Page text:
Cottage by the Sea
One major question that remains after the storm: Do we rebuild? It’s especially sensitive for owners of historic homes that define our region’s character. For Tom Lykos’ client, the answer was a resounding ‘yes.’ The German transplant always dreamed of living in a charming home by the sea, so when his 1950s, Old Naples cottage was damaged in the storm, he was intent on rebuilding. Built below flood level, the home’s interiors took in nearly 4 feet of water and sand piled up in the backyard, reaching up to Lykos’ knees. But the structure stood strong. Now, Lykos’ team is in the middle of a $1 million renovation on the property, updating the home to meet current codes by reinforcing the foundation, and adding engineered strapping and fasteners to wood frames in windows and walls. A newer, in-progress build on the coast of Marco Island proved these methods effective. “This one suffered no flood or wind damage,” Lykos says. “It’s a true testament to new codes.”
One of the first to step up and help after the hurricane, designer Dwayne Bergmann teamed up with other industry pros to launch Designers + Builders Unite. The day after the storm, Bergmann was driving back and forth to the east coast, with his young twin sons in tow, to distribute truckloads of supplies. Now, when he’s not working on charitable relief efforts, Bergmann and his team are focused on three clients whose homes were affected. He’s hired extra staff to address the needs, which includes everything from replacing cabinets to coming in with all new furnishings.
It Takes a Village
The community’s ability to uplift and support each other in the face of adversity is evident as neighbors step up to remove debris, offer shelter and band together to recuperate what was damaged or lost. Big Island Builders paused new jobs to help restore Naples’ Tree of Life Church, as well as six congregants’ homes nearby. “In the first service after the storm, the pastor asked all who lost their homes in the surge to stand, and almost one-third of the people stood up,” Big Island’s Jay Bowerman says. Meanwhile, Fort Myers’ 50-year-old Marvin Homes is working on a storm-safe concept to restore one of the historic wooden cottages wiped off the north end of Fort Myers Beach. They hope to redo the rest of the neighborhood, too. In Collier County, Calusa Bay Design’s managing director Randi Scott and her husband are flipping their Goodland home, which had to be gutted to the studs. Since the home was originally purchased turnkey, Scott’s making the most of the situation and customizing her space to her tastes.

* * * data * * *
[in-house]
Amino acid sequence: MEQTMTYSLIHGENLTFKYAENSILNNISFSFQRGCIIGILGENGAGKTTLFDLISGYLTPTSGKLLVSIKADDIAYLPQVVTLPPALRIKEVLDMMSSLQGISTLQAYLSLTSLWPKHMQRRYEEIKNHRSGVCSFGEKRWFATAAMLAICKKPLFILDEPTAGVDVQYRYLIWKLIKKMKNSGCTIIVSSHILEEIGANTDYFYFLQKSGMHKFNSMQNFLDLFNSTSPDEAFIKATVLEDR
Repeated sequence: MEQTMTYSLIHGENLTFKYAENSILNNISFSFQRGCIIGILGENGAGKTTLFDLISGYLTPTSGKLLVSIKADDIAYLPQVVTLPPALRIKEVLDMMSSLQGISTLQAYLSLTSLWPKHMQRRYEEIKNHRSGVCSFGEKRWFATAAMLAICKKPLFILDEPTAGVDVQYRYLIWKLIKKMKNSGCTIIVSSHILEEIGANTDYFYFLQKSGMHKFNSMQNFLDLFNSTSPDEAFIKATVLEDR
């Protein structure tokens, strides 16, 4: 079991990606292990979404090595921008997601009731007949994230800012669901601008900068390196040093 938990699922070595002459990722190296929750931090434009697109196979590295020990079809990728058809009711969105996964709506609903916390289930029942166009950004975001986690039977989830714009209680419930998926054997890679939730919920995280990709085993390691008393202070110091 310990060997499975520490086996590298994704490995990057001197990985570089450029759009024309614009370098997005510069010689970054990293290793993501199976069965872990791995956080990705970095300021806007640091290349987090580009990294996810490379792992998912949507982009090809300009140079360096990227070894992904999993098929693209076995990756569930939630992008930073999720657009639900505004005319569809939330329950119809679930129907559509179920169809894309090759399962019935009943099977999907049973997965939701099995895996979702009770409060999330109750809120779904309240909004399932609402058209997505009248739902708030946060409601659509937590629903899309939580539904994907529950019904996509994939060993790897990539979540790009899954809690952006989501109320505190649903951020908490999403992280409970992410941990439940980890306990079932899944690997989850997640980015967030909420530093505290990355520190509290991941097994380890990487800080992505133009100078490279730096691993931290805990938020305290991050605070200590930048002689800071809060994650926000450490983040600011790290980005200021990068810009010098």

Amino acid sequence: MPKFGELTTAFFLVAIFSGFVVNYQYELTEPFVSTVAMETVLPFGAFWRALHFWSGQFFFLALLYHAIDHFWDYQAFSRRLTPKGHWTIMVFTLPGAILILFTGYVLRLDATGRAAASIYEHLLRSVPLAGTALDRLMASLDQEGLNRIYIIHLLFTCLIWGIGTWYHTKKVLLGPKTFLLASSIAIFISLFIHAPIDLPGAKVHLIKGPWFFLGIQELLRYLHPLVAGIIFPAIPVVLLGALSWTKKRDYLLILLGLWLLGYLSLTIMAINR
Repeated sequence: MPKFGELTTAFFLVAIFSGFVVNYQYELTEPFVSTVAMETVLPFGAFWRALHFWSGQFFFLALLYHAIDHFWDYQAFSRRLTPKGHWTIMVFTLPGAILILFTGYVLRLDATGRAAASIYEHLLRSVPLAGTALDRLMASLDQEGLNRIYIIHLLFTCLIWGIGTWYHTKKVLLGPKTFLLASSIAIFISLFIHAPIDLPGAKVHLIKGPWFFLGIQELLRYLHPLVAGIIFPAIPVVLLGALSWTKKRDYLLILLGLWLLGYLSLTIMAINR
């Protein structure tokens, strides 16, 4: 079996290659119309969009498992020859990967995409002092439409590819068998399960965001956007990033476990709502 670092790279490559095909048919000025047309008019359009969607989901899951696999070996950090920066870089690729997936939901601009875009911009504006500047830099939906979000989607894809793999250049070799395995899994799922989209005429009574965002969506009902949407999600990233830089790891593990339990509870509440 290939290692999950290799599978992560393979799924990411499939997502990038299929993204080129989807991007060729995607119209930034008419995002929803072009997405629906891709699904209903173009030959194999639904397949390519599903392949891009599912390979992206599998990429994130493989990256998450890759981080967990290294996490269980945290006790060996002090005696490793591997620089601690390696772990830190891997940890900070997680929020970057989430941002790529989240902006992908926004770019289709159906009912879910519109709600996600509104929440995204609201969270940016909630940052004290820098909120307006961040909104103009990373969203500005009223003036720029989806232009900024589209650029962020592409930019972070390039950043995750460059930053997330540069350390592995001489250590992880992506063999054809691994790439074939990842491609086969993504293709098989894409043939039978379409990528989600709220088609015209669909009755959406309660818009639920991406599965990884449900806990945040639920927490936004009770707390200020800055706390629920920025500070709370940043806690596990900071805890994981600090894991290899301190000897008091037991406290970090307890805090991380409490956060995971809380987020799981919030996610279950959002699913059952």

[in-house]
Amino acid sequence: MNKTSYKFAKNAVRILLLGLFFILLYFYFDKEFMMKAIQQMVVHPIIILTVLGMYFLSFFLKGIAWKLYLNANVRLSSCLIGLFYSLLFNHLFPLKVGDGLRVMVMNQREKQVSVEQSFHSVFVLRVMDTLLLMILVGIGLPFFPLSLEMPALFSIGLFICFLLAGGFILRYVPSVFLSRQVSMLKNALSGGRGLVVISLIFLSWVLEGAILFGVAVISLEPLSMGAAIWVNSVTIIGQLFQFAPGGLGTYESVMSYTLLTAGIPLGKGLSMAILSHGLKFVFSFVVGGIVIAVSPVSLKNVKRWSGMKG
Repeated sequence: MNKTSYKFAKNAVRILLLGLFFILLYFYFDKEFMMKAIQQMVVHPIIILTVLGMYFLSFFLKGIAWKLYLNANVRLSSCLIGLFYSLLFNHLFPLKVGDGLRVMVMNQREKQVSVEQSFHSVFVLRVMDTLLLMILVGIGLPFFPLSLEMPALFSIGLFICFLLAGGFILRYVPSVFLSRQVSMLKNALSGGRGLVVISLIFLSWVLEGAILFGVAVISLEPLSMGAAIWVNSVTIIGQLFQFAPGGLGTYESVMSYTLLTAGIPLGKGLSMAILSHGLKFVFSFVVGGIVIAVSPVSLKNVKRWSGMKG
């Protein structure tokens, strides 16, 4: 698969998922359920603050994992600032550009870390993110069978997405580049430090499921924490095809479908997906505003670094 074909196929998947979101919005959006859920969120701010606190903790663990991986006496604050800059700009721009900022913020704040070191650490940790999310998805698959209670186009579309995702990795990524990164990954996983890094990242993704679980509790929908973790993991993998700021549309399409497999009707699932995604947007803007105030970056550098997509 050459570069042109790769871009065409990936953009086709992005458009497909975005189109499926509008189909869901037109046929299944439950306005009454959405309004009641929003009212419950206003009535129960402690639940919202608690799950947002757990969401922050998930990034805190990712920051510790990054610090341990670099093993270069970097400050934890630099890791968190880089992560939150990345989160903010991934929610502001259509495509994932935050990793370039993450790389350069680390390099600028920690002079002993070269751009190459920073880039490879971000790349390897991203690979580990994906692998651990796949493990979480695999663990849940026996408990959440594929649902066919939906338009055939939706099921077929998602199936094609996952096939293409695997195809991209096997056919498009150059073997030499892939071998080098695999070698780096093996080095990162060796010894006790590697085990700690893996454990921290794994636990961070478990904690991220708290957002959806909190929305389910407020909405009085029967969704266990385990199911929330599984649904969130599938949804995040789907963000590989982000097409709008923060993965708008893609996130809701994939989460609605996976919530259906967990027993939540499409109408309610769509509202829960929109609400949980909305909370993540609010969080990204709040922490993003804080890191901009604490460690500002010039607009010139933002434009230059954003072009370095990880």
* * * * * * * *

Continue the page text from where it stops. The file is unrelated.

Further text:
Boots on the Ground
Leigh Gevelinger’s business, Coastal Vista Design, lives on Sanibel Island. Her office on Palm Ridge Road was decimated by the wind and water. Still, right after the hurricane, the landscape architect was hitching boat rides to the island and biking through the debris-ridden roads to survey her coastal projects and snap photos for clients. “Without a doubt, this storm is like nothing I’ve ever seen,” she says. She’s now working with her team to study plants that held up the best (native sabal palms, sea grape, muhly grass, to name a few) and salt-tolerant soils to rebuild resilient landscapes that can help protect homes in future storms.
Rollin’ on the River
Designers have a heavy charge, tackling interiors that are structurally sound but need a lot of work to make them livable again. One of Alexis Limb’s prized projects was all but destroyed by water that rose from the Caloosahatchee River. All that remained was a Hazelton Brothers piano. “Almost all of their possessions were lost, everything covered in saltwater and tossed around only to land wherever the water receded,” Limb says. The designer quickly drafted plans for the rebuild, including adding a swanky cigar bar to rival the home’s previous creature comforts (wine cave, putting greens, boathouse). The owners are eager to return home. It’s a sentiment that rings true with everyone we spoke to: A hurricane will not keep us away from Southwest Florida’s alluring, albeit temperamental, setting.